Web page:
Many Singapore investors would be happy to see the back of July as it capped an awful month for the stock market. A total of $37.4 billion was wiped out and the combined value declined sharply by 3.9 per cent. I also saw an article in a local finance blog where one reader wrote how depressed he was to see his hard earned money evaporated away because of the market correction.
To put things into perspective, I have always advocated readers to only invest in monies that you can really afford to lose. If you have only $30,000 hard cash, you don’t invest all of it in shares. That’s pretty stupid and risky. The worse case is concentrating all your investments on a couple of shares when you are just learning how to invest. Obviously, such an approach is akin to asking for trouble. A market rout would have wiped out all your monies.
The mayhem in the China stock market is not surprising, given that it had surged to record highs for so many years. A correction is inevitable and would of course inflict mighty pains on many investors. Such is the growing pains of an emerging market. On this note, investors worldwide should be cautious of this development because the fallout from the China market, coupled with the Greece debt crisis and the potential adjustment in interest rates, can affect investors’ confidence drastically and induce unstoppable financial crisis. Given the current situation, it would take a very brave investor to enter the market and buy shares which had dropped in value.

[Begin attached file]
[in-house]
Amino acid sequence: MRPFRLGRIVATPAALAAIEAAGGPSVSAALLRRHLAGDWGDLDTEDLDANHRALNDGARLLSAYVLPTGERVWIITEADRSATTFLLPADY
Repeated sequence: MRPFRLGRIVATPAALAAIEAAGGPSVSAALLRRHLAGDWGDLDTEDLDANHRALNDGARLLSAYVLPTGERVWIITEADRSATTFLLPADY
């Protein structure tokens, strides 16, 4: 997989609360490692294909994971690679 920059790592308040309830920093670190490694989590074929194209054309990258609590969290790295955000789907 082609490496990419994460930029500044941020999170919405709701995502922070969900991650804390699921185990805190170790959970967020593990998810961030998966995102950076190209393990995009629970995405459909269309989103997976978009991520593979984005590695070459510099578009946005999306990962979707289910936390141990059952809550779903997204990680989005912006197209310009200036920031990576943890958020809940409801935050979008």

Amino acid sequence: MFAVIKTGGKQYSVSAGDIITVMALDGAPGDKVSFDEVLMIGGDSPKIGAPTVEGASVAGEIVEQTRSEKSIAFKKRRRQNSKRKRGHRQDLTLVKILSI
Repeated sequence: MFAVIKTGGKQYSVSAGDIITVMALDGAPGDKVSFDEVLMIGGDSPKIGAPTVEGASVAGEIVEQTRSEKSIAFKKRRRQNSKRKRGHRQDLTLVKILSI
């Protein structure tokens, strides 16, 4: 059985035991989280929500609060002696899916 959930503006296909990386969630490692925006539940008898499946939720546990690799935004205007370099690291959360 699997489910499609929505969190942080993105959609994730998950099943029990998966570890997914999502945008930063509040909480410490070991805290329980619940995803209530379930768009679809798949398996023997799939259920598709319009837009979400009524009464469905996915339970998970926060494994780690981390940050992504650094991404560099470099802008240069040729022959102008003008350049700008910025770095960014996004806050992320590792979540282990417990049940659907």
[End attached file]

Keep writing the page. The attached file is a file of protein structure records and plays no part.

One depressed stock is Noble’s shares, which closed at 47.5 cents today. Like a fallen angel, Noble’s share price collapsed and its market capitalization has shrunk to about $3 billion from $7.6 billion. Veteran investor, Michael Dee (who is former Temasek senior managing director) had recently questioned Noble management over the book value of one of its asset, Yancoal and it was reported in The Strait Times last Saturday that the shares held by short-sellers amounted to a scary 600 million. It seems like Noble’s shares will continue to slide further in the coming days.
It is all gloom and doom? I guess not. Cash is king now but if you are already vested in the stock market now, it is time to review your investments. Ask yourself whether the companies you invested in are “emotional buys” or companies with strong fundamentals. If it is the former, it may be a good time to cut losses or cash in the capital gains. If it is the latter, stay invested for the long term and ignore the market noises.
With the money you made from the stock market, it may be better to diversify your asset and park some of your cash in bullion. In Singapore, you can buy a variety of gold and silver bars and coins from BullionStar, one of the leading bullion dealers in Singapore!
SG Wealth Builder